Hills tourism is booming

Just by looking around at all the traffic in the area, it is safe to say tourism is now booming in the Black Hills. Things may have started out slowly this year because of the COVID-19 virus, but now everyone in business is as busy, and busier, than they can possibly be.
Motels and restaurants are doing all they can to keep up with the influx of visitors. Nobody seems to have enough help and this is evident with the number of motels and restaurants that have not been able to open, or have limited hours, because of the lack of employees. Foreign workers are normally here in abundance to augment staffs, but this year they were unable to come here because of travel restrictions.
Nonetheless, motels, campgrounds and restaurants that are open are operating at capacity. Skeleton motel housekeeping staffs are working seven days a week to see that rooms are cleaned properly for the next influx of guests. Restaurants with less than half the number of employees are doing the best they can to feed our hungry visitors. These front-line staff members are the very heart of our tourism industry and deserve our heartfelt thanks.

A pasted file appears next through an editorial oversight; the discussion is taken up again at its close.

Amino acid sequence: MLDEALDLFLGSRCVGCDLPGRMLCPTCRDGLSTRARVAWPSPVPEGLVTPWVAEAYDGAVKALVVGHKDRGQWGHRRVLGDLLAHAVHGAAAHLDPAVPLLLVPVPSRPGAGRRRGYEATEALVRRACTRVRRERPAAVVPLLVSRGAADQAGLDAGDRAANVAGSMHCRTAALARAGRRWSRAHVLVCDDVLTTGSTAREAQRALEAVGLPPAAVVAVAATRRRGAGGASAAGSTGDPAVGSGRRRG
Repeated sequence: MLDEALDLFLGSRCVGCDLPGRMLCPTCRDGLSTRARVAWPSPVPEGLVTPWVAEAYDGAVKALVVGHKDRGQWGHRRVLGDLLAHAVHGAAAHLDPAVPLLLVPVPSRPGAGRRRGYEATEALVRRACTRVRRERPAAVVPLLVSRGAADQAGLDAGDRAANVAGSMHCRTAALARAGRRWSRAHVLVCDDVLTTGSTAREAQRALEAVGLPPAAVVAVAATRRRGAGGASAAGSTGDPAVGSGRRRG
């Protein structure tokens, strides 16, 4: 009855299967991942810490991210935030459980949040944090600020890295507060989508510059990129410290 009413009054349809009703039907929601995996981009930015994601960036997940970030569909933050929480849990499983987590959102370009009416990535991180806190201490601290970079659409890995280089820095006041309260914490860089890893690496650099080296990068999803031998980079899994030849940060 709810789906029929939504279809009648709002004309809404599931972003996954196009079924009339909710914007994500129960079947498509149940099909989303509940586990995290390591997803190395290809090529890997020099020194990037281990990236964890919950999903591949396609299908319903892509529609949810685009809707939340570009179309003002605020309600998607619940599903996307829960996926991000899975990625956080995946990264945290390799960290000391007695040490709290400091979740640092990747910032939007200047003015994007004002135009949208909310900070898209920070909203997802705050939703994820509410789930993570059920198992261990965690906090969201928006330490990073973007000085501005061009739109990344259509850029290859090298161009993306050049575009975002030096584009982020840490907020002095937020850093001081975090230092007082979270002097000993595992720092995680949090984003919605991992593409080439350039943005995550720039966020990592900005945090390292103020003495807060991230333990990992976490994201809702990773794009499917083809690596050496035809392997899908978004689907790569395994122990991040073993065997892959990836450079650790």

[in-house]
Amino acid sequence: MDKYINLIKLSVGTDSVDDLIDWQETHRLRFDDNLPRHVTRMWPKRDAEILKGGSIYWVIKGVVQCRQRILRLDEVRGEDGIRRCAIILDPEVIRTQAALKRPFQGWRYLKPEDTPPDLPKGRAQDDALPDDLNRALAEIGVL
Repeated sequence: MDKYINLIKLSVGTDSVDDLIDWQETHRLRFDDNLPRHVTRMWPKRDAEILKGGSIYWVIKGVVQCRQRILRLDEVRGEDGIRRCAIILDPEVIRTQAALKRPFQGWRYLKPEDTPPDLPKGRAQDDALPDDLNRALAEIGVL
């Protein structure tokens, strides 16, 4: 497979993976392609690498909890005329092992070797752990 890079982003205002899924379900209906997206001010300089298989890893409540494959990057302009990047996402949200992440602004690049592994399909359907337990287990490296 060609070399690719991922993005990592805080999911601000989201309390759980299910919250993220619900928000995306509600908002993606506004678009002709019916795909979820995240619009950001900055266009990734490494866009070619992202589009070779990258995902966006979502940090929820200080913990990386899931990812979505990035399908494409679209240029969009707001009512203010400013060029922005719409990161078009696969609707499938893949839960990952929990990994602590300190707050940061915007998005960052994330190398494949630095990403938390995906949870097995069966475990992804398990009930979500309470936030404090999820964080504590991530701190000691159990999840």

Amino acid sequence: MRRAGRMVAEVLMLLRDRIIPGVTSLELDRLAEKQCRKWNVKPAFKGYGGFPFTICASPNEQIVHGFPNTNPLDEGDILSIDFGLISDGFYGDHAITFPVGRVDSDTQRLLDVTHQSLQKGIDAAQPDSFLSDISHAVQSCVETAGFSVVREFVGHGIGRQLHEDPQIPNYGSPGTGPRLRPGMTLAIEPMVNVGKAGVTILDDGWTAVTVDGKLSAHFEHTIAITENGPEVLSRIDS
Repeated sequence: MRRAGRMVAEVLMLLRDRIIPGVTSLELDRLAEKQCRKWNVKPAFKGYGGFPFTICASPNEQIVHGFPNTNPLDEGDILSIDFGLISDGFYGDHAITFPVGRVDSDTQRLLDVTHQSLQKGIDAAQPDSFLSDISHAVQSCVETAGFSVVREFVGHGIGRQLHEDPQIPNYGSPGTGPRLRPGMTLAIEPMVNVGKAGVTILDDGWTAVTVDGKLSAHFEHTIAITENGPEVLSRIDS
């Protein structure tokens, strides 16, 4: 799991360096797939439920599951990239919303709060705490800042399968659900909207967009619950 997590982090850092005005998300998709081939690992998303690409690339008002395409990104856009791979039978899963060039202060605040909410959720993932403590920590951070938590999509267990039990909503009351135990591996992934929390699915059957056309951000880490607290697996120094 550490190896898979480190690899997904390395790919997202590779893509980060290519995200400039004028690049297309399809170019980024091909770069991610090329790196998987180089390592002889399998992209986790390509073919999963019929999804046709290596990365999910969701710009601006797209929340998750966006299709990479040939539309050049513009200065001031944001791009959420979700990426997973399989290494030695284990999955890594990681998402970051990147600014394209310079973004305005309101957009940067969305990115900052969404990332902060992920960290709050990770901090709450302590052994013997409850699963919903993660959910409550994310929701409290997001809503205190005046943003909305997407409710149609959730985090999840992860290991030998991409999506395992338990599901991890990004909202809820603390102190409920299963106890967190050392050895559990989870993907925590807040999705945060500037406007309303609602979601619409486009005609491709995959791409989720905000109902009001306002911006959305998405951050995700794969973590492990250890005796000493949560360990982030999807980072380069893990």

We don’t believe it is any coincidence that visitor activity picked up with a bang after the July 3 Presidential visit and fireworks at Mount Rushmore. Jim Hagen, S.D. Secretary of Tourism, was elated at the results of the event his department tracked after July 3. Using very conservative estimates, he figures the fireworks celebration carried an advertising value of more than $22 million.
Using the same conservative estimates, the event itself generated $2 million in direct visitor spending and resulted in $160,000 in tax revenues to state and local governments, according to the Department of Tourism. Millions around the world tuned in to watch the July 3 event. FOX News alone reached 5.5 million people.
Web traffic to South Dakota pages shot up during the July 3 celebration. Google searches for “Mount Rushmore” hit an all-time high at a rate of 1,250 percent higher than the previous record of the July 4th holiday in 2005. The department’s web traffic increased 872 percent compared to July3-4 last year, which was the equivalent of $95,000 of paid promotion.
This unpaid advertising windfall has had a direct, positive impact on what we are seeing now in the Black Hills. License plates from states that have been mostly shut down because of the virus are evident wherever you look. Because of the policies developed by Gov. Kristi Noem at the onset of the virus, the word is out that South Dakota is more-or-less an open state with certain restrictions in place at health facilities and some businesses.
Following the July 3 ceremonies at Mount Rushmore featuring keynote speeches by our governor and President Trump, we were more than proud to call ourselves South Dakotans...and patriotic Americans!

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